It's amazing what the simple implementation of defensive principles can do for a team! Last season, a disoriented, identity-starved Philly team ranked 23rd in defensive efficiency. This season? The Sixers rank ninth overall. It isn't brain surgery, just a very disciplined, pragmatic brand of defense. First off, Jrue Holiday, Lou Williams and the other smalls fight like hell through every high screen. When the ball defender finds himself trailing, he gets a lot of help from his big men -- Brand, Hawes and Thad Young (let's leave Marreese Speights out of it, shall we?). Those mobile bigs will meet the penetrator in the paint, while still shading the screener. Brand, in particular, anchors this process. If the action breaks down the defense, the other big man will rotate over. We saw this executed beautifully against Boston a couple of weeks back, and again down the stretch versus Atlanta on Wednesday. Recovery is the key to the Sixers' defensive prowess, because Doug Collins likes his perimeter guys to stay at home on potent shooters (see below). That means the big man defending the screener must quickly drop back after his hard show. With their quickness, that's not so much a problem for the members of Philly's front line. They're a bit vulnerable at the rim (see above), but they compensate by making it more difficult to get there by denying entry passes and funneling ball handlers away from the middle of the floor where it's harder to feed the block.
Living by the 3
If you glance at the Heat’s game log, you’ll notice something pretty quickly: they die a lot by the 3. In fact, they’re 7-12 when they shoot worse than 30 percent from downtown. That effect isn’t entirely unique to the Heat; the 3-point shot is a crucial ingredient to every team’s success. But 3-point shooting becomes even more critical on Friday with the Sixers in town. They might have the best downtown defense in the league. Consider this: opponents have shot a league-low 31.8 percent from deep against the Sixers since the All-Star break, which is easily the worst rate in the NBA. The Sixers wield super-stretchy perimeter defenders in Iguodala, Young and Holiday, so sharp kickouts to perimeter shooters will be vital for the Heat’s attack. Against the Sixers, there’s no room for hesitation and indecisiveness from the Heat’s spot-up shooters. Keep a tab on Mike Bibby, Mike Miller, James Jones and Eddie House from beyond the arc. If they’re not receiving kickouts from the Big Three or finding pockets on the perimeter, chances are the Heat won’t walk away from this one with a win.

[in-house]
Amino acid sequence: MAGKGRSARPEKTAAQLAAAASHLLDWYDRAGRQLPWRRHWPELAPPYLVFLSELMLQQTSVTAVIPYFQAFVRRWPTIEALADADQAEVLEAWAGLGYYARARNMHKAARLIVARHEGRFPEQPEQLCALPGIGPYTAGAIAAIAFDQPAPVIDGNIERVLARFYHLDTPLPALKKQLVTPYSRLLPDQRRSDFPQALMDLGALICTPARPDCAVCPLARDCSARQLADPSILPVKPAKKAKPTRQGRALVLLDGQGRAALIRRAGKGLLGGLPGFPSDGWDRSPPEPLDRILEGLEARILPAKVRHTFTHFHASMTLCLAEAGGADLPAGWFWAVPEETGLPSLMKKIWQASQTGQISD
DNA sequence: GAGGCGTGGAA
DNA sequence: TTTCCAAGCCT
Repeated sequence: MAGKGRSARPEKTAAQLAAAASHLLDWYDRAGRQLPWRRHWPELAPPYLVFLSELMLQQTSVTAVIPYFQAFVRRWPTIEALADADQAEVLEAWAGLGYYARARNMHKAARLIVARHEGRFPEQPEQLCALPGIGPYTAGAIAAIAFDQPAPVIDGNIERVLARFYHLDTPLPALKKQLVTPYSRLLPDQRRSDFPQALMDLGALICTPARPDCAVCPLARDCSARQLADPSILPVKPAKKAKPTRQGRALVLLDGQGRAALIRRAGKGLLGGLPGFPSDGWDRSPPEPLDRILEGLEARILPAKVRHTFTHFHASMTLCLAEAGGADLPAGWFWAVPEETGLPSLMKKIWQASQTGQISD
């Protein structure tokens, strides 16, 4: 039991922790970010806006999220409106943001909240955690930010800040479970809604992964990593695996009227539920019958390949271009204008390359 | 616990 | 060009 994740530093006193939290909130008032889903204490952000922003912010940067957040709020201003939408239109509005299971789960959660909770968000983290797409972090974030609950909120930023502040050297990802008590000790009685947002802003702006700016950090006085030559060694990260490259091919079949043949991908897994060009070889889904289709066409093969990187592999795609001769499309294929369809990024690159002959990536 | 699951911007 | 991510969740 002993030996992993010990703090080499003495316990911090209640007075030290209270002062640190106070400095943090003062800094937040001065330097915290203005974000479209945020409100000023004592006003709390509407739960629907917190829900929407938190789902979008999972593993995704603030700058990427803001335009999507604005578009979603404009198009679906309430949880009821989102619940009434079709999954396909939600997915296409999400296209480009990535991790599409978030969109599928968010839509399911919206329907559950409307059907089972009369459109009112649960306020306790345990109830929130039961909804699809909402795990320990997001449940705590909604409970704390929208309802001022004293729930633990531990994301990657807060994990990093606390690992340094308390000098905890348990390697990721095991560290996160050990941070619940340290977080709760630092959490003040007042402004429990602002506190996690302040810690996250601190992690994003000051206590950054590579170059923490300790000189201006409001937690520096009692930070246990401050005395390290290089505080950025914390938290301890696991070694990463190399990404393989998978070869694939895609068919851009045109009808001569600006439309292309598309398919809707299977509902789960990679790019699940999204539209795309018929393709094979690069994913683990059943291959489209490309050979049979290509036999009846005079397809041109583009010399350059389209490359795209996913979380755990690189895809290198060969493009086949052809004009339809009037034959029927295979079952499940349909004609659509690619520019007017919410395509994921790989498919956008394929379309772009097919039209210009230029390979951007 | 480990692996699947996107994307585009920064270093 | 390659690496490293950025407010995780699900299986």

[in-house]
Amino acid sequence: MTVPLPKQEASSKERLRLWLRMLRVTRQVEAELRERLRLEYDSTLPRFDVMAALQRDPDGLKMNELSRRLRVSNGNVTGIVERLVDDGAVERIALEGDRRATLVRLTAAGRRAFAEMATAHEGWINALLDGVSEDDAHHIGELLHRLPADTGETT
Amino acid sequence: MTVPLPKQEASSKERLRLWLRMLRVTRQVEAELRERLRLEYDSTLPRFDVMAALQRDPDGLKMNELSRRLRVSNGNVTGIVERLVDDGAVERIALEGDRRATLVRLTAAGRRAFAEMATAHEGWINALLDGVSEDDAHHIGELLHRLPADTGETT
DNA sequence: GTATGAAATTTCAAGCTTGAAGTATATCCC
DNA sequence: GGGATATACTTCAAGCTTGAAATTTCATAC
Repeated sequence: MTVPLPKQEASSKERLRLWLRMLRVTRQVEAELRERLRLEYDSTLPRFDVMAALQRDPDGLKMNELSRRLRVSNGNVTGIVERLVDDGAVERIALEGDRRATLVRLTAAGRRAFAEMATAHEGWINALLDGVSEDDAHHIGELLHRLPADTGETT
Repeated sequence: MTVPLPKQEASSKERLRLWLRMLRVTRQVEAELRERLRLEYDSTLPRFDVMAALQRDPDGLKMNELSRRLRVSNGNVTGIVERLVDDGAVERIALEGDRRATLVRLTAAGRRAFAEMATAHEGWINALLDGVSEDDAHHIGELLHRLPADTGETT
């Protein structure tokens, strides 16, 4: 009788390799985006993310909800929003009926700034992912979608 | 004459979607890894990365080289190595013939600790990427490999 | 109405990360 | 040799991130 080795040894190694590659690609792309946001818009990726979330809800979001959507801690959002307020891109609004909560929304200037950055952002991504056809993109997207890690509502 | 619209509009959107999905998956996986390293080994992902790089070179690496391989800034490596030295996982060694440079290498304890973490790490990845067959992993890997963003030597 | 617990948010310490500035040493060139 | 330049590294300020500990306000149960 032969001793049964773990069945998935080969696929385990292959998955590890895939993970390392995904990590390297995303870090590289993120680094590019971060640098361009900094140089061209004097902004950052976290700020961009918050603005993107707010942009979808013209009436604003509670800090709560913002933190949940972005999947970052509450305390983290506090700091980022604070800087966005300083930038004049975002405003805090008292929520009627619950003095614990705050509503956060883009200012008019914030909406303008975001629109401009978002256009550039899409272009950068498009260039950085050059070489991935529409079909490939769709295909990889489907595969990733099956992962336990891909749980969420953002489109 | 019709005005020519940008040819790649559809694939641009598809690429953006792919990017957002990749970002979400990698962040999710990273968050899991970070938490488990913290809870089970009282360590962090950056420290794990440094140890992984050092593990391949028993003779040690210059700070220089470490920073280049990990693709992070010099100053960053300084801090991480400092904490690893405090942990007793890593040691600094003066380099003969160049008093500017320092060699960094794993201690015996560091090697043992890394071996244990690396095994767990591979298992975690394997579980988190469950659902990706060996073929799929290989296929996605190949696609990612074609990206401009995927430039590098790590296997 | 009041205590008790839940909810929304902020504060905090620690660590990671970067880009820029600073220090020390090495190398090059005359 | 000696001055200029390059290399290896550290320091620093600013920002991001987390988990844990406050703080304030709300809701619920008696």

Pay attention to Philly's deceptive break and early offense
Pop quiz (and you'll never guess): Which team in the NBA has scored more points in transition this season? The answer is Philadelphia -- and only the Pacers, Wizards and Nuggets use a higher percentage of their possessions in transition. That seems wholly counterintuitive considering the Sixers' middling pace, but when you break their transition attack down to its component parts, it makes a lot of sense. They protect the defensive glass, don't turn the ball over once they secure and have a bunch of guys who know how to run the floor. In fact, they're the only team in the league that has four guys who have recorded at least 70 buckets in transition (Holiday, Iguodala, Young and Jodie Meeks). That four-wide-out package serves them well. When they get out, the Sixers' big men cause trouble with rim runs and early post-up and drag screens with Holiday and Iguodala. The Heat defend the break fairly well, but when they're not fully engaged, they have a tendency to ball watch when shots go up. Philadelphia has to work much harder for clean looks when it brings the ball up, and the Heat should do everything in their power to confine the Sixers to the half court.